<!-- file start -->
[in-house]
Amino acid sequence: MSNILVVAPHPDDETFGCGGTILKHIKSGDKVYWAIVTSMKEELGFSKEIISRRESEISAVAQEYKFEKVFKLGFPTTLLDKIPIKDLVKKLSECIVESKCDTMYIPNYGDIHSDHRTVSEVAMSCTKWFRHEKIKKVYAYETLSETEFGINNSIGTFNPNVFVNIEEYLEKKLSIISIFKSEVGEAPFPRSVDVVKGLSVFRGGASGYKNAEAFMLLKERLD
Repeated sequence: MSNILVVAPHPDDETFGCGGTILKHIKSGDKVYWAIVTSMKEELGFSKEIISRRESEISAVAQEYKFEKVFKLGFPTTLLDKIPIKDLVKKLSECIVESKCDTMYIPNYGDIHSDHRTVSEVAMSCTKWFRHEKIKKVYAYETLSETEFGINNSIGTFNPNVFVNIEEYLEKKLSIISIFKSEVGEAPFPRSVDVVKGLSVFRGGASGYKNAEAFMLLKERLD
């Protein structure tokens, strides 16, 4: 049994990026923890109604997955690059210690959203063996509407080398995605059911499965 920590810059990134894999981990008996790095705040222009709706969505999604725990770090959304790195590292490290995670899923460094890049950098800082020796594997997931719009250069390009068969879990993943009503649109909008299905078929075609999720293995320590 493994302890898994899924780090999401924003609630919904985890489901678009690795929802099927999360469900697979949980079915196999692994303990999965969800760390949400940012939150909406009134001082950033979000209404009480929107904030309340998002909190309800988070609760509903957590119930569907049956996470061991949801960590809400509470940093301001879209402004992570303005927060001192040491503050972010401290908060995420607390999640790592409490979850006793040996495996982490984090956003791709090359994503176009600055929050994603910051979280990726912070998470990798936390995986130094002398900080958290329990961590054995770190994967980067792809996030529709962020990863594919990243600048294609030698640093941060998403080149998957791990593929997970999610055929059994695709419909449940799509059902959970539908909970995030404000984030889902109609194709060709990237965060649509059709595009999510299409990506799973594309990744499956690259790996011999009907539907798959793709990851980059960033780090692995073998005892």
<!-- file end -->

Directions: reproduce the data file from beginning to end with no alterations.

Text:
[in-house]
Amino acid sequence: MSNILVVAPHPDDETFGCGGTILKHIKSGDKVYWAIVTSMKEELGFSKEIISRRESEISAVAQEYKFEKVFKLGFPTTLLDKIPIKDLVKKLSECIVESKCDTMYIPNYGDIHSDHRTVSEVAMSCTKWFRHEKIKKVYAYETLSETEFGINNSIGTFNPNVFVNIEEYLEKKLSIISIFKSEVGEAPFPRSVDVVKGLSVFRGGASGYKNAEAFMLLKERLD
Repeated sequence: MSNILVVAPHPDDETFGCGGTILKHIKSGDKVYWAIVTSMKEELGFSKEIISRRESEISAVAQEYKFEKVFKLGFPTTLLDKIPIKDLVKKLSECIVESKCDTMYIPNYGDIHSDHRTVSEVAMSCTKWFRHEKIKKVYAYETLSETEFGINNSIGTFNPNVFVNIEEYLEKKLSIISIFKSEVGEAPFPRSVDVVKGLSVFRGGASGYKNAEAFMLLKERLD
């Protein structure tokens, strides 16, 4: 049994990026923890109604997955690059210690959203063996509407080398995605059911499965 920590810059990134894999981990008996790095705040222009709706969505999604725990770090959304790195590292490290995670899923460094890049950098800082020796594997997931719009250069390009068969879990993943009503649109909008299905078929075609999720293995320590 493994302890898994899924780090999401924003609630919904985890489901678009690795929802099927999360469900697979949980079915196999692994303990999965969800760390949400940012939150909406009134001082950033979000209404009480929107904030309340998002909190309800988070609760509903957590119930569907049956996470061991949801960590809400509470940093301001879209402004992570303005927060001192040491503050972010401290908060995420607390999640790592409490979850006793040996495996982490984090956003791709090359994503176009600055929050994603910051979280990726912070998470990798936390995986130094002398900080958290329990961590054995770190994967980067792809996030529709962020990863594919990243600048294609030698640093941060998403080149998957791990593929997970999610055929059994695709419909449940799509059902959970539908909970995030404000984030889902109609194709060709990237965060649509059709595009999510299409990506799973594309990744499956690259790996011999009907539907798959793709990851980059960033780090692995073998005892």